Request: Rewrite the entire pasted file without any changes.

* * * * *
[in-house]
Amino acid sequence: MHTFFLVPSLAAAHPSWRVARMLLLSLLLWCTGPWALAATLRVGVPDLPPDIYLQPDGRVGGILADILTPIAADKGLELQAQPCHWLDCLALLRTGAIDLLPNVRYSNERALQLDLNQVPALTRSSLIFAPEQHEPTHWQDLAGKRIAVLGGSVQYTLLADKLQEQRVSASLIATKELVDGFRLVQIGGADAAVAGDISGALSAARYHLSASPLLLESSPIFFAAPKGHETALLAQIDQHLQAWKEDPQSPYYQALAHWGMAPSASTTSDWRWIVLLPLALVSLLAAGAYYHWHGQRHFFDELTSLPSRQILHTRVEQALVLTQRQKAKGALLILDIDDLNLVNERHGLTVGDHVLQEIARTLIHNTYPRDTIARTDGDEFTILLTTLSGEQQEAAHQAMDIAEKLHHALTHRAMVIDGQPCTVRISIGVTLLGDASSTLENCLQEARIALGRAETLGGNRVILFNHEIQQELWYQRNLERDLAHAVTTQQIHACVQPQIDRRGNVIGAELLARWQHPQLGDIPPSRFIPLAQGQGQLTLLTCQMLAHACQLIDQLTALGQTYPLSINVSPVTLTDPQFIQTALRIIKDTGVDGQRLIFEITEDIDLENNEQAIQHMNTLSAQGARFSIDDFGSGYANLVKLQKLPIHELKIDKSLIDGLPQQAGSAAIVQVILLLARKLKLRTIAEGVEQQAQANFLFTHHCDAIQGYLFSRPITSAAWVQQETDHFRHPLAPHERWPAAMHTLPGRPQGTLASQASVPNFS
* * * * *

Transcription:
[in-house]
Amino acid sequence: MHTFFLVPSLAAAHPSWRVARMLLLSLLLWCTGPWALAATLRVGVPDLPPDIYLQPDGRVGGILADILTPIAADKGLELQAQPCHWLDCLALLRTGAIDLLPNVRYSNERALQLDLNQVPALTRSSLIFAPEQHEPTHWQDLAGKRIAVLGGSVQYTLLADKLQEQRVSASLIATKELVDGFRLVQIGGADAAVAGDISGALSAARYHLSASPLLLESSPIFFAAPKGHETALLAQIDQHLQAWKEDPQSPYYQALAHWGMAPSASTTSDWRWIVLLPLALVSLLAAGAYYHWHGQRHFFDELTSLPSRQILHTRVEQALVLTQRQKAKGALLILDIDDLNLVNERHGLTVGDHVLQEIARTLIHNTYPRDTIARTDGDEFTILLTTLSGEQQEAAHQAMDIAEKLHHALTHRAMVIDGQPCTVRISIGVTLLGDASSTLENCLQEARIALGRAETLGGNRVILFNHEIQQELWYQRNLERDLAHAVTTQQIHACVQPQIDRRGNVIGAELLARWQHPQLGDIPPSRFIPLAQGQGQLTLLTCQMLAHACQLIDQLTALGQTYPLSINVSPVTLTDPQFIQTALRIIKDTGVDGQRLIFEITEDIDLENNEQAIQHMNTLSAQGARFSIDDFGSGYANLVKLQKLPIHELKIDKSLIDGLPQQAGSAAIVQVILLLARKLKLRTIAEGVEQQAQANFLFTHHCDAIQGYLFSRPITSAAWVQQETDHFRHPLAPHERWPAAMHTLPGRPQGTLASQASVPNFS